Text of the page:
RM: There are many lessons that can be picked up from the last elections. Chief amongst these is that processes such as a general election must be owned by all and be supported by all.  Most stakeholders in Zimbabwe do not trust each other and so we still have a “them” and “us” attitude towards elections. We thus always believe that “them” are out to cheat. This lack of trust, unfortunately also affects the media which, during elections, must act effectively as the fourth estate that should ensure that all behave electorally correct by exposing, without fear or favour, all electoral errors not only by the election management body but also by any of the candidates. Sadly, the nation remained polarised and thus very partial towards one political interest or the other.
MM: For every task or mission to be carried out, there is always need for a conducive environment, what would have constituted an enabling environment for you?
RM: It would have helped us a whole lot if there was less polarisation amongst all the stakeholders and we were all working towards the common good of the country. We would have wanted the media to really come to our aid and police the candidates and all other stakeholders impartially and effectively.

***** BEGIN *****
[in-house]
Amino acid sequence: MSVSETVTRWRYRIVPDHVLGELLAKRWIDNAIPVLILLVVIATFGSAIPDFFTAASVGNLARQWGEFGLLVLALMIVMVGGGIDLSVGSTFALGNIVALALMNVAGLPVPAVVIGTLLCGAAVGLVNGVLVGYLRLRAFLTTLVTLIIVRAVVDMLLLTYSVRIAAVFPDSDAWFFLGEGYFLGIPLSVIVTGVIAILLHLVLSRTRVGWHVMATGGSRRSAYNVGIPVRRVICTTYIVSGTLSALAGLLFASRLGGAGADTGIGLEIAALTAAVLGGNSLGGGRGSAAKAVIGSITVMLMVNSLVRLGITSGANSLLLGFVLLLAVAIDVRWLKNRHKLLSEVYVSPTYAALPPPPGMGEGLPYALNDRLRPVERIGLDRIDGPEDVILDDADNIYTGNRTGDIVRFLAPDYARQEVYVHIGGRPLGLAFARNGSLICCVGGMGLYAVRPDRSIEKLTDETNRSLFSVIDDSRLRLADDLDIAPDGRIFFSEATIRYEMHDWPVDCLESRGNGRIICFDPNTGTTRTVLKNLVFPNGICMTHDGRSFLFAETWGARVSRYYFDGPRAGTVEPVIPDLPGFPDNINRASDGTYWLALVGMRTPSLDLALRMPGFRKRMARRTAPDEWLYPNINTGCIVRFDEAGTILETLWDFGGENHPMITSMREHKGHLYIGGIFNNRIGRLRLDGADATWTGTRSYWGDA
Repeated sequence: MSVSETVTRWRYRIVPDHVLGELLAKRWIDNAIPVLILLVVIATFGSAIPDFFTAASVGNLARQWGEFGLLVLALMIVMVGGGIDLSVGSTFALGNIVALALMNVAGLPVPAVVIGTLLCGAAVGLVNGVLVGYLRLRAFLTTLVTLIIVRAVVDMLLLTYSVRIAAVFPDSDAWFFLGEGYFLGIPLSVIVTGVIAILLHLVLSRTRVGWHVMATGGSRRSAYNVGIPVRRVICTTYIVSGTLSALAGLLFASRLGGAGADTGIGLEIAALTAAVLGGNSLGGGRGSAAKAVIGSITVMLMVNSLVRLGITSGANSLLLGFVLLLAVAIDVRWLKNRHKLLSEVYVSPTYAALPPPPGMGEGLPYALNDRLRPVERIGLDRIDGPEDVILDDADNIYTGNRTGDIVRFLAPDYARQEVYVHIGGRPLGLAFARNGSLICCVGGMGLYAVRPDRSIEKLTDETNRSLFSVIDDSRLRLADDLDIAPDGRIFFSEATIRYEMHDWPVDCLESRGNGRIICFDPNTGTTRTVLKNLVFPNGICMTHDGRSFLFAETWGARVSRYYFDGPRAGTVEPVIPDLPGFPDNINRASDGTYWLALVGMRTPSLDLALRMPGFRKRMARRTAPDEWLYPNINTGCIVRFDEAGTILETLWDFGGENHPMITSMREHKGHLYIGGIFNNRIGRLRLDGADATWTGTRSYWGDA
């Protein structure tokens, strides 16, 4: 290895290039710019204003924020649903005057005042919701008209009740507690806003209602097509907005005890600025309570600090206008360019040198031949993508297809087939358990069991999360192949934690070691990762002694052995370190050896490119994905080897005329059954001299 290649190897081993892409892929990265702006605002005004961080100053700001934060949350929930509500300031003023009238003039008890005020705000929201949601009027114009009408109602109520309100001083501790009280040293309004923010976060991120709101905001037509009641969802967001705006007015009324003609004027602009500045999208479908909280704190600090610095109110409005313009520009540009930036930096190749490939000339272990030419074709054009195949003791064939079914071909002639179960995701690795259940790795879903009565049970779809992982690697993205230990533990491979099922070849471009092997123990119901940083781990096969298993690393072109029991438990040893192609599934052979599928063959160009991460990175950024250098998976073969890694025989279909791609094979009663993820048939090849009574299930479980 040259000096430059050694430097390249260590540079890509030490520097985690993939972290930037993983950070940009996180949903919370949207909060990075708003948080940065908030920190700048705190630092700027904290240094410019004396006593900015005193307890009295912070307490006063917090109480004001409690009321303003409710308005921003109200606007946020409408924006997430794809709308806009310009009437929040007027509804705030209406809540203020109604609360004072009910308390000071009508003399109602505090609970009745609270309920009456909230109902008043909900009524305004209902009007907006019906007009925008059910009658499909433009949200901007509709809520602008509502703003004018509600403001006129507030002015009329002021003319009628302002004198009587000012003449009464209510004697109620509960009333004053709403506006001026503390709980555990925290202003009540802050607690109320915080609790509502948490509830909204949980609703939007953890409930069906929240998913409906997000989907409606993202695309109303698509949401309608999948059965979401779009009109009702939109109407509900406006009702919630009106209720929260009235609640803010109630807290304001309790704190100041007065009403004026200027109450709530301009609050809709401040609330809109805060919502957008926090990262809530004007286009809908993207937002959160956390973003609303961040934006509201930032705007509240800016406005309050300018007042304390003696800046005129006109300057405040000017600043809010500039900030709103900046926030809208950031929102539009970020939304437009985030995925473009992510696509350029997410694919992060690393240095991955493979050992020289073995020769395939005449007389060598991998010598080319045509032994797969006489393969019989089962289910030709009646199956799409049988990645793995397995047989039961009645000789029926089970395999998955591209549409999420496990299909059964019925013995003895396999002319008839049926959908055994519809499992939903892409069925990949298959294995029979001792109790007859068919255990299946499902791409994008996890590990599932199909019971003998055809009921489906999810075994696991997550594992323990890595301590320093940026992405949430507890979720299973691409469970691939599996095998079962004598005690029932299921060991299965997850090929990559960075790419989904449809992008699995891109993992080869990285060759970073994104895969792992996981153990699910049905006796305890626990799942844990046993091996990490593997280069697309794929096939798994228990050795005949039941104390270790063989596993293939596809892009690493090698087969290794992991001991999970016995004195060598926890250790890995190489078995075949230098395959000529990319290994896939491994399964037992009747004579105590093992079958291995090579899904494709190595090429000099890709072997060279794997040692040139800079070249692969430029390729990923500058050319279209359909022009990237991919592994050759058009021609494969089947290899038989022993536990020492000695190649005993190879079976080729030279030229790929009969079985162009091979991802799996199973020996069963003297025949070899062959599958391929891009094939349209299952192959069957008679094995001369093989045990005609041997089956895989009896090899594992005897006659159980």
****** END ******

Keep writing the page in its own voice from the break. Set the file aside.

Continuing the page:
MM: Is there anything you could have done differently? 
RM: Yes, as usual, in hindsight, we would have done a whole lot of things differently. We would have wanted to be fully capacited to carry out the voter registration exercise that preceded the elections. We would have wanted to fully understand the processes involved in the special vote before actual polling commenced and we would have wanted to explain all our processes more clearly and intensely to the electorate to gain their trust and confidence that their vote cannot be tampered with and that the results we announce correctly reflect the way they would have voted.
MM: Do you look forward to the next elections with trepidation? Enthusiasm? Or what?